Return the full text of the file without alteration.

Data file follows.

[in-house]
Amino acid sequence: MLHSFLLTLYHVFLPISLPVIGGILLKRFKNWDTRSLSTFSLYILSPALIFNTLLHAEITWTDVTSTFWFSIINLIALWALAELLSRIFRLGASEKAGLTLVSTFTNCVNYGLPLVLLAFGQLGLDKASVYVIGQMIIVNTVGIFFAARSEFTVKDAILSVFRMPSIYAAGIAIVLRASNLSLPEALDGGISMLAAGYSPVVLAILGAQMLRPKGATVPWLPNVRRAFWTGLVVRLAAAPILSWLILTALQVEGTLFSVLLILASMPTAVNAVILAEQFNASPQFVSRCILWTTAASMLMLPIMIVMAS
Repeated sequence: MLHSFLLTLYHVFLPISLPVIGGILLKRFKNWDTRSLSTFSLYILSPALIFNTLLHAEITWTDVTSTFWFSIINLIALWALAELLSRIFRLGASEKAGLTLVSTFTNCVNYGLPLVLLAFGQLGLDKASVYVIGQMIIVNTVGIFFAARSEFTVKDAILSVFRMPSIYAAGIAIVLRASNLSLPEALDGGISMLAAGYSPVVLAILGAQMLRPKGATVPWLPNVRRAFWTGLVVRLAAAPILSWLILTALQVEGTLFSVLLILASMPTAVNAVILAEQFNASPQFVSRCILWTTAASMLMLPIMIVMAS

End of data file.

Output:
[in-house]
Amino acid sequence: MLHSFLLTLYHVFLPISLPVIGGILLKRFKNWDTRSLSTFSLYILSPALIFNTLLHAEITWTDVTSTFWFSIINLIALWALAELLSRIFRLGASEKAGLTLVSTFTNCVNYGLPLVLLAFGQLGLDKASVYVIGQMIIVNTVGIFFAARSEFTVKDAILSVFRMPSIYAAGIAIVLRASNLSLPEALDGGISMLAAGYSPVVLAILGAQMLRPKGATVPWLPNVRRAFWTGLVVRLAAAPILSWLILTALQVEGTLFSVLLILASMPTAVNAVILAEQFNASPQFVSRCILWTTAASMLMLPIMIVMAS
Repeated sequence: MLHSFLLTLYHVFLPISLPVIGGILLKRFKNWDTRSLSTFSLYILSPALIFNTLLHAEITWTDVTSTFWFSIINLIALWALAELLSRIFRLGASEKAGLTLVSTFTNCVNYGLPLVLLAFGQLGLDKASVYVIGQMIIVNTVGIFFAARSEFTVKDAILSVFRMPSIYAAGIAIVLRASNLSLPEALDGGISMLAAGYSPVVLAILGAQMLRPKGATVPWLPNVRRAFWTGLVVRLAAAPILSWLILTALQVEGTLFSVLLILASMPTAVNAVILAEQFNASPQFVSRCILWTTAASMLMLPIMIVMAS